BATH — When Faheem Shaikh, president of the Islamic Society of Akron and Kent, woke up to a video a friend had messaged him Saturday morning, he didn’t think much of it.

As he started watching, he realized he was seeing dozens of Muslims being shot and killed in a mosque in New Zealand.

“It just changed everything for me,” he said about the shootings at two mosques full of worshipers in Christchurch, New Zealand, last week that left 50 people dead.

Shaikh shared his thoughts about the shootings with about 100 people gathered Tuesday night at the monthly Jewish-Muslim dialogue between the Islamic Society of Akron and Kent and Temple Israel. The discussion took place at the temple.

The two faith communities have held the monthly dialogues for the last few years to learn more about each other’s faiths. Tuesday night's dialogue was initially set to focus on “how we accept the other.”

But after the New Zealand shootings, organizers decided to shift the topic to discuss racism and hatred, said Temple Israel Rabbi Josh Brown.

A 28-year-old self-proclaimed racist and white supremacist from Australia has been charged with murder in relation to the shootings. The Associated Press reports Christchurch has been the center of the country’s small but persistent white supremacist movement for decades.

"We knew that we should talk about what's on our mind and what's in our hearts,” Brown said. “When our two communities started getting together, while we hoped that it would simply be to get together to celebrate, I think it's safe to say that in our world at these times, we knew that there would be a time where we would gather around tragedy and where we would need to be there for each other, and these last six months have proven that to be the case."

After the shooting at the Tree of Life synagogue in Pittsburgh that killed 11 people in October, members of the Islamic Society of Akron and Kent reached out to the Jewish community with phone calls, letters and support. Temple Israel is doing the same for the Islamic Society now.

Shaikh said since the Pittsburgh shootings, the Cuyahoga Falls mosque has increased its security measures.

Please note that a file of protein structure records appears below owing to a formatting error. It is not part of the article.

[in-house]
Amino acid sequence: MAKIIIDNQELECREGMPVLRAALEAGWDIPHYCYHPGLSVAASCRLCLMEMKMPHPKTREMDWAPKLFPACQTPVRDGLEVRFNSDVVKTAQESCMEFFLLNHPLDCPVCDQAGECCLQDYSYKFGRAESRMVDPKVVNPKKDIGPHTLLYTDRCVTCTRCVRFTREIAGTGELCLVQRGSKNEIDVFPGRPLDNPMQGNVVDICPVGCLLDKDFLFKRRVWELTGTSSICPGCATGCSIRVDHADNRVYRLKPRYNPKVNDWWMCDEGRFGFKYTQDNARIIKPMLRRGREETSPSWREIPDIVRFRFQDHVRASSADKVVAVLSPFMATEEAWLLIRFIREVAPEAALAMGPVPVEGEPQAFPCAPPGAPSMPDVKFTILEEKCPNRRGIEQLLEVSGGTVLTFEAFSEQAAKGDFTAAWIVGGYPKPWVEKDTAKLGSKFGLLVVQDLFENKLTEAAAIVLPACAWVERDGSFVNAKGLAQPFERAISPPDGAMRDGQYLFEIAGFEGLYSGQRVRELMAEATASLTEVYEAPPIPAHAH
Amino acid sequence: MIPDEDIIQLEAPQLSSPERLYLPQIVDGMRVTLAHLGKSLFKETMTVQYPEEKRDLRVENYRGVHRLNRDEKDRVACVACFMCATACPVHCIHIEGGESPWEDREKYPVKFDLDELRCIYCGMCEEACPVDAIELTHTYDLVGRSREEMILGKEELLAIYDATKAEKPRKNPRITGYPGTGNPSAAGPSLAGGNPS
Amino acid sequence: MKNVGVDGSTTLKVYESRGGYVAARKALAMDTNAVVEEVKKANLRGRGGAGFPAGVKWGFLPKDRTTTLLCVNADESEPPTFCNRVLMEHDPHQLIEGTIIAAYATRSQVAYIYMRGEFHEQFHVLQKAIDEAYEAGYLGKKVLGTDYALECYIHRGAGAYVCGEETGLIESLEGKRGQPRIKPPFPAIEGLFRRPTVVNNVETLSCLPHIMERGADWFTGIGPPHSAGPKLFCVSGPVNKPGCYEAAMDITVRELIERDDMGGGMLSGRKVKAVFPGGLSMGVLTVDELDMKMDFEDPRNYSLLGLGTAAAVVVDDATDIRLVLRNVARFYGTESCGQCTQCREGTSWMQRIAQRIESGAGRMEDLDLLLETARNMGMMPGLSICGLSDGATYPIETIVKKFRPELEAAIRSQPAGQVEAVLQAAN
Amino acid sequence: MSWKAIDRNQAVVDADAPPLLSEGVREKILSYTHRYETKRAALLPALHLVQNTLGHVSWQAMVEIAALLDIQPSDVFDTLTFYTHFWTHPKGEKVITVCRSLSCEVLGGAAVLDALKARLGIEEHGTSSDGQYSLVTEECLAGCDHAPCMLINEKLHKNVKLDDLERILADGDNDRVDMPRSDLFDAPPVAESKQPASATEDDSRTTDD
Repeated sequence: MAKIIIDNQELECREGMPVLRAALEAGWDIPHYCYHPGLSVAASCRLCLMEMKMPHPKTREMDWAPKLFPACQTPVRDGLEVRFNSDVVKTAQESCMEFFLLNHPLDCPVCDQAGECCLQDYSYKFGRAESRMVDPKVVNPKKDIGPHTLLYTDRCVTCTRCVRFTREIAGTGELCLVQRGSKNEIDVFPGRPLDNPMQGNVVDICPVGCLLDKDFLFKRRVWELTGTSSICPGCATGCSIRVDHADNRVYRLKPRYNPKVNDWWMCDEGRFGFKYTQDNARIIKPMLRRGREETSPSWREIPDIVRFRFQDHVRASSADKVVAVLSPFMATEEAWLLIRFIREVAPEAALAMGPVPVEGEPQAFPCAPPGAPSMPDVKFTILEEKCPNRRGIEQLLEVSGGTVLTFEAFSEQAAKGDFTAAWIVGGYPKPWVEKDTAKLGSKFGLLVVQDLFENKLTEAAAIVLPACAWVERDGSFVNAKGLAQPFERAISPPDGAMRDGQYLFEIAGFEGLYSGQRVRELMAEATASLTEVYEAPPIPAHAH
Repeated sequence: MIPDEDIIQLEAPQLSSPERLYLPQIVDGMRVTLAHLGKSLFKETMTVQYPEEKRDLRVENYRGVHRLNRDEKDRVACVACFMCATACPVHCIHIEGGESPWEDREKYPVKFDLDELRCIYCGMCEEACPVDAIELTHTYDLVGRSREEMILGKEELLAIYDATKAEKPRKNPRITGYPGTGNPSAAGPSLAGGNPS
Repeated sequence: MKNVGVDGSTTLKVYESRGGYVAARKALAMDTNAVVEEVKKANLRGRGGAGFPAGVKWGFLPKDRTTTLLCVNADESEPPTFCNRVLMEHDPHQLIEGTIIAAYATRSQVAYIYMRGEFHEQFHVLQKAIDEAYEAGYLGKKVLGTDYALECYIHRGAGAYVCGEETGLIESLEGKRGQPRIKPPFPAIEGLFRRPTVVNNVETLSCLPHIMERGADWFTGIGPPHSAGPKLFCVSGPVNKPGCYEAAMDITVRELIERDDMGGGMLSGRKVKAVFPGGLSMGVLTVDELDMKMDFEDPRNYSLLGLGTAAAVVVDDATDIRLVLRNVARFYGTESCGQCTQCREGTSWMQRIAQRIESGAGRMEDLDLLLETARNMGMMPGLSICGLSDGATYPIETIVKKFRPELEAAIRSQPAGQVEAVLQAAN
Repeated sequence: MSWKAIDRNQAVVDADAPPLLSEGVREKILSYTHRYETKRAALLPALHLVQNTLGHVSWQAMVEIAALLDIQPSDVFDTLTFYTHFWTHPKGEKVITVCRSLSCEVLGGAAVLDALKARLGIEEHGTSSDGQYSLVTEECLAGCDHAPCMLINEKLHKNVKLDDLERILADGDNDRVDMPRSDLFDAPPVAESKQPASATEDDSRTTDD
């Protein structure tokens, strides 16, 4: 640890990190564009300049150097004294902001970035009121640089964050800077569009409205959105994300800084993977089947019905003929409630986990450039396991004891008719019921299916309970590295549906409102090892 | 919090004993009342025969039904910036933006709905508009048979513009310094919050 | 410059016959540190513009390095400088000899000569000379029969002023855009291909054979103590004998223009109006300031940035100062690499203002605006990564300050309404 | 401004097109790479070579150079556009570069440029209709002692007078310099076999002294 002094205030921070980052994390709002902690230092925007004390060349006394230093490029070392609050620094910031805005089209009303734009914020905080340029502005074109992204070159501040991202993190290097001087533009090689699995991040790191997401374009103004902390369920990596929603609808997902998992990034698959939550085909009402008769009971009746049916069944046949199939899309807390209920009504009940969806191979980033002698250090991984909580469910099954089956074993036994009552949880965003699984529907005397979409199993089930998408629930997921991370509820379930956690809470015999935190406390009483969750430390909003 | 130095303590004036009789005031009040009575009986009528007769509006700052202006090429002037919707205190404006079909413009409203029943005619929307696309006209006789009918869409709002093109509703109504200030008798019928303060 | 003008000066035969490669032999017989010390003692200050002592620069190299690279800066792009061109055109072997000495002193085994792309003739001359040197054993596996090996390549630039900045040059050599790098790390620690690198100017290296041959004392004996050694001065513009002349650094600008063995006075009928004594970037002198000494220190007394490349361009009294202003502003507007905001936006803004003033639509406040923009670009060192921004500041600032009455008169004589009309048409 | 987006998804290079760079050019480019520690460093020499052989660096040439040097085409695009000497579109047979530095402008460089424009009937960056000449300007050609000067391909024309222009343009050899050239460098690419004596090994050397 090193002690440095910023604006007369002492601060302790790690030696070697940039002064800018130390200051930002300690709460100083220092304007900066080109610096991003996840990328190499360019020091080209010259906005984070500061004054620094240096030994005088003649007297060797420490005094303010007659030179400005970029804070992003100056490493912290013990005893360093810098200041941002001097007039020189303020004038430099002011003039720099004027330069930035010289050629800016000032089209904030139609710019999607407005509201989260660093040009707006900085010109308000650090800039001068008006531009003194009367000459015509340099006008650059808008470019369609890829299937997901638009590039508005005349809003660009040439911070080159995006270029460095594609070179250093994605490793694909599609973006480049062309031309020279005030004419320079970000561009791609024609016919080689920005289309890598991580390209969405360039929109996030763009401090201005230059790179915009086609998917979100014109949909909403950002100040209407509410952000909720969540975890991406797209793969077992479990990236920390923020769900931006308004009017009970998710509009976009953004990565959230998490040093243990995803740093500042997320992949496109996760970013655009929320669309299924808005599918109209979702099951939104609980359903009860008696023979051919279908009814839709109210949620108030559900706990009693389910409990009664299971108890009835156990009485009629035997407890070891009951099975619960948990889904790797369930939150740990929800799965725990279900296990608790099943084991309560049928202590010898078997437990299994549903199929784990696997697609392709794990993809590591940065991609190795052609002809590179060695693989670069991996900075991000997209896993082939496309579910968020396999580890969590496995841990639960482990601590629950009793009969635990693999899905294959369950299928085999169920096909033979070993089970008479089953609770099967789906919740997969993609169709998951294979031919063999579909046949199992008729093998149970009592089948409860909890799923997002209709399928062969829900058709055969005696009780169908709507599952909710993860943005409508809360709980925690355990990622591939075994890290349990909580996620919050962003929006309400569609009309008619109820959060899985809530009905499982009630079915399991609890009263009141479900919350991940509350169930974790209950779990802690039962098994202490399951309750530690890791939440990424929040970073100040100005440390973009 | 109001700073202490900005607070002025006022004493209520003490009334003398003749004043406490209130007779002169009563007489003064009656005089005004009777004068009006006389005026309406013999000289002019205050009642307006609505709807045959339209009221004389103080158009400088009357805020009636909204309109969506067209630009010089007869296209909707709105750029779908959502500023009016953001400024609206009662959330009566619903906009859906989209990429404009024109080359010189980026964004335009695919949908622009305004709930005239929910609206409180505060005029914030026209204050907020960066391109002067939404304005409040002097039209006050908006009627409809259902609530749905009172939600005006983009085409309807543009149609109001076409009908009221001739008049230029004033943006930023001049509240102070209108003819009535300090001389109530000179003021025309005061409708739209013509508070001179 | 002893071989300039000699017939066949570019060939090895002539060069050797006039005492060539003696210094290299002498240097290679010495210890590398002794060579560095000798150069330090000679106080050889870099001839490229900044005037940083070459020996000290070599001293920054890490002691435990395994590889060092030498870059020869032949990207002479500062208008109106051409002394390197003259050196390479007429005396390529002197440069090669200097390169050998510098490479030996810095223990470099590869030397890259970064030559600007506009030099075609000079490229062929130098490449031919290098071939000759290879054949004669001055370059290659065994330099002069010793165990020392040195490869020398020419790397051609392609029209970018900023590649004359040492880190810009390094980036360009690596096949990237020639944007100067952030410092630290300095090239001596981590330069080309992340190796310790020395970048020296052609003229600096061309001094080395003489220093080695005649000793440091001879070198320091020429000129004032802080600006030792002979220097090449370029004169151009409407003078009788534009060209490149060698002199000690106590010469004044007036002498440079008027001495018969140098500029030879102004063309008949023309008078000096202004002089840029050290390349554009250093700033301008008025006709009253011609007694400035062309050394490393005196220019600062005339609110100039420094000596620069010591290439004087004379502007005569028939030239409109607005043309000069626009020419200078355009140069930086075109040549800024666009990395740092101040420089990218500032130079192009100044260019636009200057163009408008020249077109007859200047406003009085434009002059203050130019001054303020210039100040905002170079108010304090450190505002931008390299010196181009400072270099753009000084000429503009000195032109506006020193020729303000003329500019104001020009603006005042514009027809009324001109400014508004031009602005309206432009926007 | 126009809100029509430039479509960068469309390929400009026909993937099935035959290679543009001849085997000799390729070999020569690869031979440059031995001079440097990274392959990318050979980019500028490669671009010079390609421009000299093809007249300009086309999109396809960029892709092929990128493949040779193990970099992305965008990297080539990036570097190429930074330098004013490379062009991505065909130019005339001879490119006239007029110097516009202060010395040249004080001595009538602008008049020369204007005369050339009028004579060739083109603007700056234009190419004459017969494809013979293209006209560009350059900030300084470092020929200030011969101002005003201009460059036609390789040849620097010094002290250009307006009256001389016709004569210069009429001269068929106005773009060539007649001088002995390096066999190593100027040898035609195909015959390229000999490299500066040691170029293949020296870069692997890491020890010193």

“There is a lot of fear and a lot of anxiety, and for good reasons,” he said. “The Muslim community is not new to dealing with acts of terror and all the Islamophobia, as the Jewish community is with anti-Semitism.”

Temple Israel President Jim Levin said the temple has also heightened security measures.

"I'm so sad about the fact that we have to talk about what we're talking about today,” he said. “We've dealt with it in Pittsburgh. We're dealing with this in New Zealand, and you know, it'll be a surprise if it doesn't happen again.”

Ghulam Mir, the Islamic Society's community relations director, said to the shooter, President Donald Trump was "his leader" and "his guide in his thinking."

“If our president changed the tone, I think people around the world are going to change their tone also,” he said.

“When America speaks, everybody hears it, whether they want to hear it or not,” Mir added.

In the meantime, Mir encouraged people to spread love and compassion.

“We want to go out as a community — Muslims, Jews, Christians, Hindus, Buddhists and others, black, white and brown — so that we can make sure that we lift everybody up and share some of what God has given us,” he said.

Temple Israel member and past president Art Krakauer encouraged people to learn more about those who are different from them.

“If you want to conquer hate and fear and violence, one thing that is incredibly important is getting people to know each other, to break bread together, to sit down and meet each other face to face because if people are total strangers, the fear and hatred can fester out of ignorance,” he said. “But once you get to meet somebody and you get to know somebody, it really does break down the fear and prejudice."

 

Emily Mills can be reached at 330-996-3334, emills@thebeaconjournal.com and @EmilyMills818.